However, he also was quick to point out, “You have to remember that 70 percent of all construction work is financed in the private sector and so the stimulus only provides a partial relief from the economic conditions that we have.”

And yet, Sandherr noted that 55 percent of contractors say work on public buildings will improve or remain stable in 2010.

“And as the stock market, hopefully, continues to improve in 2010, 57 percent of contractors expect institutions like hospitals and universities, that rely on the strength of their endowments, to invest as much, or more, in construction projects than they did last year,” he added.

Overall, the outlook points to another difficult year for contractors, Sandherr said. He tried to offer some good news by noting that construction costs remain at multi-year lows—providing good deals for anyone willing to begin a construction project.

Source: Bureau of Labor Statistics

“As new federal producer price index (ppi) figures released today make clear, construction material costs are at multi-year lows, which is why places like Maryland’s Montgomery County are moving forward with aggressive capital plans despite tight budgets. They know they’re getting good deals for construction now and that if they wait, these projects will only cost more.” CLICK HERE to see the Bureau of Labor Statistics’ latest ppi.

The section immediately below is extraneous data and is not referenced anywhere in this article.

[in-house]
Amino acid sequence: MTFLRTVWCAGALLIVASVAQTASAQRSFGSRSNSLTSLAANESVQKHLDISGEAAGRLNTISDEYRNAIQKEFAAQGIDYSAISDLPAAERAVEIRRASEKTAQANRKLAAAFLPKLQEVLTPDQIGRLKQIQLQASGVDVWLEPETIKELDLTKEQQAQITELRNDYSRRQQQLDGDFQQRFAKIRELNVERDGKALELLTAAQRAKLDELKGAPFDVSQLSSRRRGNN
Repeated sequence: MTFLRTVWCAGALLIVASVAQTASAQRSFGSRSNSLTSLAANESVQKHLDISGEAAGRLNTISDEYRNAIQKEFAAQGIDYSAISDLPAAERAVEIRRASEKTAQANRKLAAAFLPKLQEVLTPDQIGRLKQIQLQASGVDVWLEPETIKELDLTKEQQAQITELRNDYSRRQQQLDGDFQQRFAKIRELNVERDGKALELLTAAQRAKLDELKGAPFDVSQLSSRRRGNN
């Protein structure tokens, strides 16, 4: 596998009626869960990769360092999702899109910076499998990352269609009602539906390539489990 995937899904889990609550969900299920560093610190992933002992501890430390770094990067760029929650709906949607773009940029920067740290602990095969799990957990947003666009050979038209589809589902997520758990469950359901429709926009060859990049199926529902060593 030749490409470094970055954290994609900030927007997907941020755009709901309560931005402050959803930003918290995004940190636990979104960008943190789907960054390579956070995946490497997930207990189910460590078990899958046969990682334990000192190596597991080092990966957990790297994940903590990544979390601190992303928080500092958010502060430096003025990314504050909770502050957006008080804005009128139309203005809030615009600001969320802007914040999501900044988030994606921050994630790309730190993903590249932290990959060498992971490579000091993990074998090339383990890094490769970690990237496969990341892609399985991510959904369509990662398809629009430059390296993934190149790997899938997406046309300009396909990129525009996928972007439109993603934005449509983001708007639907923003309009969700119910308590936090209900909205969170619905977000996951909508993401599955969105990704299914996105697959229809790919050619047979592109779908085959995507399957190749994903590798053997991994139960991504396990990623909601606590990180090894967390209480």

AGC chief economist Kenneth Simonson wasn’t quite so positive regarding the ppi figures as, he pointed out, “The ppi figures that came out this morning show a split between what contractors are able to collect and what they’re having to pay for materials … What this means is that the cost of materials that goes into projects and of diesel fuel and other items the contractors consume while doing the construction have begun to rise.”

He noted that the ppi tracking the cost of finished buildings—which takes into account materials, consumables, labor costs, overhead and profit, if any—has fallen continuously over the course of 2009. “So contractors are running into more and more of a profit squeeze as material costs begin to rise, and yet the overall price of construction keeps dropping because more contractors are bidding on fewer projects,” Simonson said.

He added, “This is not a sustainable condition and I’m quite concerned that later this year we’ll see more contractors dropping out of business altogether.”

Just how many, most of this afternoon’s speakers were reluctant to predict.

“Contractors are starting to take work at or below cost, which is not a sustainable way to stay in business. There’s a tremendous amount of downsizing, reduction of workforce and management, for a lot of our member companies … I hate to make a guess about how many will end up out of business at the end of this recession but it will be a good number, I imagine in the 5- to 10-percent range,” said Doug Davidson, president of Atlanta-based New South Construction..

In an effort to preclude just that, Sandherr said that the association was contacting Congressional and administration leaders to urge them to invest in new construction activity. “If they act now, they can save taxpayers millions on construction costs while immediately boosting employment and economic activity,” Sandherr said.

CLICK HERE to view the AGC National Forecast.

CLICK HERE to view state by state comparisons of construction hiring and business forecasts.